A few weeks ago, an adult student in a class I was teaching at TAFE said that I didn’t speak English. She didn’t say my accent was hard for her to understand. She just said that I didn’t speak English. She followed this assertion with a question. Did I believe in Australian values? I had obviously come from somewhere else, so how did I feel about embracing the values of the country that had given me refuge? She herself, as a fourth generation Australian, believed it was important that people who came to her country should be very clear about the sorts of values they were expected to uphold. She finished with a final question. I bet, she said, you don’t speak English with your children at home, do you?
Before I comment on all the assumptions inherent in this monologue; before I begin to say how sorry I am that my daughter does not speak anything other than English; before I remember that 30 years ago, English speaking migrants with double degrees (like myself) were considered highly desirable; before I reflect on the values of respect, curiosity and humour that I share with my family and friends – before all that, I had to compose a reply to my student.
A few options came to mind.
I could stamp my foot and storm out of the room (satisfying perhaps, but unprofessional).
I could challenge her assertions and turn this into a teachable moment.
I could point out that her interruption was impacting on the rest of the students and get on with the class (which was about choosing appropriate books for children).
I went with the third option. My lady wasn’t done with me yet. But you don’t speak English, she repeated. I want to listen to someone who speaks English. Ah.
Words are sacred. Tom Stoppard says. They deserve respect. If you get the right ones, in the right order, you can nudge the world a little. I was being nudged. How was I to respond?
I looked around the classroom, at the faces from Rumania, Hungary, South Africa, Scotland and England. I thought about the variety of Englishes they spoke, not just in my microcosmic classroom, but out there, in my country, in Australia. I remembered my daughter at the age of five asking if it was possible to wash the yucky brown off her skin, after her first week at school. I remembered her teacher’s response, she’s very perceptive. Most children that young don’t even notice they’re different. And then we had grown into our skins, comfortably, and forgotten we were different. Until Pauline Hanson came along and told us we were in danger of being swamped by hard work and determination. Or she might have said Asians. I thought about the Aboriginal students who asked me if I’d ever been followed around a shop by an assistant or been doubly condemned for my race. They blame us for looking Aboriginal and claiming welfare. They also blame us for not looking Aboriginal and cheating on welfare. Did I ever feel like a foreigner in my own country? No, I said. I had not experienced any of that. They hugged me when I cried and called me sistergirl, a compliment I hold close to my heart.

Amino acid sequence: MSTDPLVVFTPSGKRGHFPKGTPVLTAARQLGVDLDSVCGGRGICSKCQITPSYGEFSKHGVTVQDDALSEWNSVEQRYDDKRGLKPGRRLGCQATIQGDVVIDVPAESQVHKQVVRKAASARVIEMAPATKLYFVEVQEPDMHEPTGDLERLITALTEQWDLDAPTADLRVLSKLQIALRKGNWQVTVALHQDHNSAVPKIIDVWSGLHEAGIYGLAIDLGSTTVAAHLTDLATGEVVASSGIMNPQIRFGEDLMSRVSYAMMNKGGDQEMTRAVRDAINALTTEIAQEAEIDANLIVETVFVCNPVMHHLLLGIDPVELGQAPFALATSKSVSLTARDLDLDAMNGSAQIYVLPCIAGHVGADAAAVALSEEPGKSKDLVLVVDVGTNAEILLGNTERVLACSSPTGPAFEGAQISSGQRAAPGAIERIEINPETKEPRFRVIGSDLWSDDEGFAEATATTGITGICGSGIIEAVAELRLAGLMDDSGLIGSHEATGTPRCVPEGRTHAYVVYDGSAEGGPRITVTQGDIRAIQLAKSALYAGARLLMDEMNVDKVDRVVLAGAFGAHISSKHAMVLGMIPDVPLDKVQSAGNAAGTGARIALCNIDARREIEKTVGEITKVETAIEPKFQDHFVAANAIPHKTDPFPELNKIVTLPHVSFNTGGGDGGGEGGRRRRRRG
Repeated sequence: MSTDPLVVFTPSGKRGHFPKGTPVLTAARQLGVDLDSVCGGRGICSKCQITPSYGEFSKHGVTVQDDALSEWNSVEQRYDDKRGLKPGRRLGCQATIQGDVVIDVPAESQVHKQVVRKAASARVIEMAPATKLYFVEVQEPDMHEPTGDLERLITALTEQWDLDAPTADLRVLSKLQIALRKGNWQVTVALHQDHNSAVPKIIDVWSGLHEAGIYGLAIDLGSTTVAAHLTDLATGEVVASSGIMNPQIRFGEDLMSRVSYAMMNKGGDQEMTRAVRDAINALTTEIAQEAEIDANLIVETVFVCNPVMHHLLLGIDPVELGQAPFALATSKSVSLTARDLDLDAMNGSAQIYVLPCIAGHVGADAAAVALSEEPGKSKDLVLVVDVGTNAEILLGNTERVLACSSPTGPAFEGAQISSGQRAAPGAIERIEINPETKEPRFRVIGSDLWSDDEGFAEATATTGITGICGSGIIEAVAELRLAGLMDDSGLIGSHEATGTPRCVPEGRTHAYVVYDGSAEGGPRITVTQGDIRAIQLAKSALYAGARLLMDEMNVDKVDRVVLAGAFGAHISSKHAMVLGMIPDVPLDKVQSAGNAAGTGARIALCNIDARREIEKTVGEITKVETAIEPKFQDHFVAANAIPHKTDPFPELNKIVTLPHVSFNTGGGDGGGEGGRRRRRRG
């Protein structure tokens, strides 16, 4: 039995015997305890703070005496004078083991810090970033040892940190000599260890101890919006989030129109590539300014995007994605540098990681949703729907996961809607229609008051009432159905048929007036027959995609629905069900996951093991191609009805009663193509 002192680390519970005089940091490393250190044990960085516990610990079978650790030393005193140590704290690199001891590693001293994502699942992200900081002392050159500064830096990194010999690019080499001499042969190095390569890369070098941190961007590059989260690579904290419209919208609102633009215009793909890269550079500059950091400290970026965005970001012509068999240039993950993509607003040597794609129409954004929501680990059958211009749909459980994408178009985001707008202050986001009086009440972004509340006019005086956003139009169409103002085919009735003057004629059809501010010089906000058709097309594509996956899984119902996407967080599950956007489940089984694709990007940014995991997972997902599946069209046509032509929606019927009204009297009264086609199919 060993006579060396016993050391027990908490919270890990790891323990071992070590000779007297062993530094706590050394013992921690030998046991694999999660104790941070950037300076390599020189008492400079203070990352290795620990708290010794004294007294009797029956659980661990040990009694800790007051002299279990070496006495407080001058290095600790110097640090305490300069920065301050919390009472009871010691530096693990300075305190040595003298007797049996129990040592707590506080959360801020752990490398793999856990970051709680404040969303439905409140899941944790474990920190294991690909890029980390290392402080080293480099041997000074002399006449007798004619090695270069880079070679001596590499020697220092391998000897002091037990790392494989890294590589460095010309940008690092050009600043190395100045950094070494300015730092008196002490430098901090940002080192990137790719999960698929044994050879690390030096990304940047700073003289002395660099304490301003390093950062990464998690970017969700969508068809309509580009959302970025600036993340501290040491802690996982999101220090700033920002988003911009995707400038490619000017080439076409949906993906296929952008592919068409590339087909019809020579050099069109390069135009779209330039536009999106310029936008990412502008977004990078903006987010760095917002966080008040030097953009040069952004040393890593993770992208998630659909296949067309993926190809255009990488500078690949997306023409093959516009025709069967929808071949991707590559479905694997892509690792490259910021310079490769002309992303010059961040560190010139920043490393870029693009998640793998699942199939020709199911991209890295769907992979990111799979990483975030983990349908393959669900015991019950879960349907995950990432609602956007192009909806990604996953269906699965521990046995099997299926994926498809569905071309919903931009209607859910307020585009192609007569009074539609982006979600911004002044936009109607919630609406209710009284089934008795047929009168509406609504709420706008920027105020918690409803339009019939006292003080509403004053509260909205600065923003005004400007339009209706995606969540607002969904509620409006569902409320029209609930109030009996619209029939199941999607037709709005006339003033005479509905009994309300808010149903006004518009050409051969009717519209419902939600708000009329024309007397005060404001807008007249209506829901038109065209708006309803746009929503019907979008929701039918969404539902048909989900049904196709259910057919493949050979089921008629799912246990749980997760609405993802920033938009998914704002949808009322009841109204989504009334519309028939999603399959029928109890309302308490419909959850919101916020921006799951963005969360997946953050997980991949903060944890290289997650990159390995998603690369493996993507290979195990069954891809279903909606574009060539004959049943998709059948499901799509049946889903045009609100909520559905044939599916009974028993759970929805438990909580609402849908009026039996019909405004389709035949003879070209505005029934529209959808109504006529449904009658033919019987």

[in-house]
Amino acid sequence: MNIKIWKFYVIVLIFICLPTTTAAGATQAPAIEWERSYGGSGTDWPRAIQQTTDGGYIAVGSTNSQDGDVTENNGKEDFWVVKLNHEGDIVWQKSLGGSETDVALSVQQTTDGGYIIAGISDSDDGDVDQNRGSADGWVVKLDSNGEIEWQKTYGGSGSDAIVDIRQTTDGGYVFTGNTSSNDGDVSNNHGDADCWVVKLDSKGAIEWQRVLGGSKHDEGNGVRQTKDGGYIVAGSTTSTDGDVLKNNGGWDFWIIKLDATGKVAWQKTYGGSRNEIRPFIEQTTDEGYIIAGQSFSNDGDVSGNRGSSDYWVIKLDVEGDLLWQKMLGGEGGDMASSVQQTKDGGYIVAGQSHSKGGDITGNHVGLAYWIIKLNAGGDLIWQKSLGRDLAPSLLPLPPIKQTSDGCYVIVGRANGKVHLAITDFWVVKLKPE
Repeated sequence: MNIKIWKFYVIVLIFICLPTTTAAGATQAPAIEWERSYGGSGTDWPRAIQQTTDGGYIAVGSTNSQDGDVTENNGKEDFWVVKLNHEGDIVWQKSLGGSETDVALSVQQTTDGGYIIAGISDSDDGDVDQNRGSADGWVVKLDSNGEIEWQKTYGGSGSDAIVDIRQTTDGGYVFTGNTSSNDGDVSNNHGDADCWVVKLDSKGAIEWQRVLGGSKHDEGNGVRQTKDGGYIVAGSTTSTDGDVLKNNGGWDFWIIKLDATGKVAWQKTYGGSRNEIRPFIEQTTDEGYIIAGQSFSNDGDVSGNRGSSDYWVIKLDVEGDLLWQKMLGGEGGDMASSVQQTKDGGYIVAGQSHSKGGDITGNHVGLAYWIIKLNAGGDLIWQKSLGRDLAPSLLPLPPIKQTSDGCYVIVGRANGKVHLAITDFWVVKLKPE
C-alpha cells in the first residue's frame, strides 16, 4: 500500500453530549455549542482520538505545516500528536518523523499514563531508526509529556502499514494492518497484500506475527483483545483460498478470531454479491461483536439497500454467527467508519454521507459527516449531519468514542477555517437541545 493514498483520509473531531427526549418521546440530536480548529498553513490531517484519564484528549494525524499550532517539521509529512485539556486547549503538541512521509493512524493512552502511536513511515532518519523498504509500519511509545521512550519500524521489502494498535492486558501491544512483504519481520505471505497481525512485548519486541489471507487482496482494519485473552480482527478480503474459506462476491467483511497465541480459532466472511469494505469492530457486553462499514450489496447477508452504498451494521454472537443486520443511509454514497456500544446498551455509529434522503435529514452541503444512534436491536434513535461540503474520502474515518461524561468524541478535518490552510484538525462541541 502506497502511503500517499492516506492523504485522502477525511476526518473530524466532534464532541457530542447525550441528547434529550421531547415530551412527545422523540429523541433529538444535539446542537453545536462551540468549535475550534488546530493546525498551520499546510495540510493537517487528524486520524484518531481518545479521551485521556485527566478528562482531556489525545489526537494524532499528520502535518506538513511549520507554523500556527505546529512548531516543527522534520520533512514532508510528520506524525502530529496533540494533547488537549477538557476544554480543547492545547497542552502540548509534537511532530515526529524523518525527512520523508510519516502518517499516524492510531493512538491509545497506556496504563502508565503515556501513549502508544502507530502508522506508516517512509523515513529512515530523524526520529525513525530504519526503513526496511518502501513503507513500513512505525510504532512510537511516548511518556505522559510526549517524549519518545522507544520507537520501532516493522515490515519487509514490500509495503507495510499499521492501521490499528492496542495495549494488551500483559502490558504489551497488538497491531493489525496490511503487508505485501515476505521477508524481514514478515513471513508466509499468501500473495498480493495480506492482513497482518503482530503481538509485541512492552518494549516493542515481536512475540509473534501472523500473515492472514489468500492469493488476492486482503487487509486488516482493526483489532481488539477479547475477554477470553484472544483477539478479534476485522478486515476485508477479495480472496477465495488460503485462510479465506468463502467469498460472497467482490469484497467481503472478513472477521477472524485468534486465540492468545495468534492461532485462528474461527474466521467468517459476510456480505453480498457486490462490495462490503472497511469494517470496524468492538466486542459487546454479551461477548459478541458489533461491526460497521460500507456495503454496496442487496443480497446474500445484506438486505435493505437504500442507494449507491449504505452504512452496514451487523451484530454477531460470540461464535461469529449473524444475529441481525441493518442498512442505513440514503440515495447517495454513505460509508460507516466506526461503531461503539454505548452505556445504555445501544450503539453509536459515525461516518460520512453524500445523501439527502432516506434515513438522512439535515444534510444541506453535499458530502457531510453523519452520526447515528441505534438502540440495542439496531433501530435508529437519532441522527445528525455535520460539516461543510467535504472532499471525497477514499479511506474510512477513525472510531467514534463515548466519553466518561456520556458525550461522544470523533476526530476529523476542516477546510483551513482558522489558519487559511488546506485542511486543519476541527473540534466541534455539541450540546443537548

It is easier to dismiss instances of racism as ignorance. It is harder to accept that people intend malice. The student who challenged my ability to speak English is a grown woman, a grandmother; an aspiring Education Assistant who will work with vulnerable children. I do not intend to debate the philosophical implications of screening suitable applicants before sending them out to the workforce. I knew my work there was done. I did not have words in the right order to nudge the world.
I sent the students out for a ten-minute break. I set the classroom up for an interactive activity so when they returned they had something to do. I resigned from my position as a Lecturer after almost twenty years. I did not cite racism as a factor in my exit interview.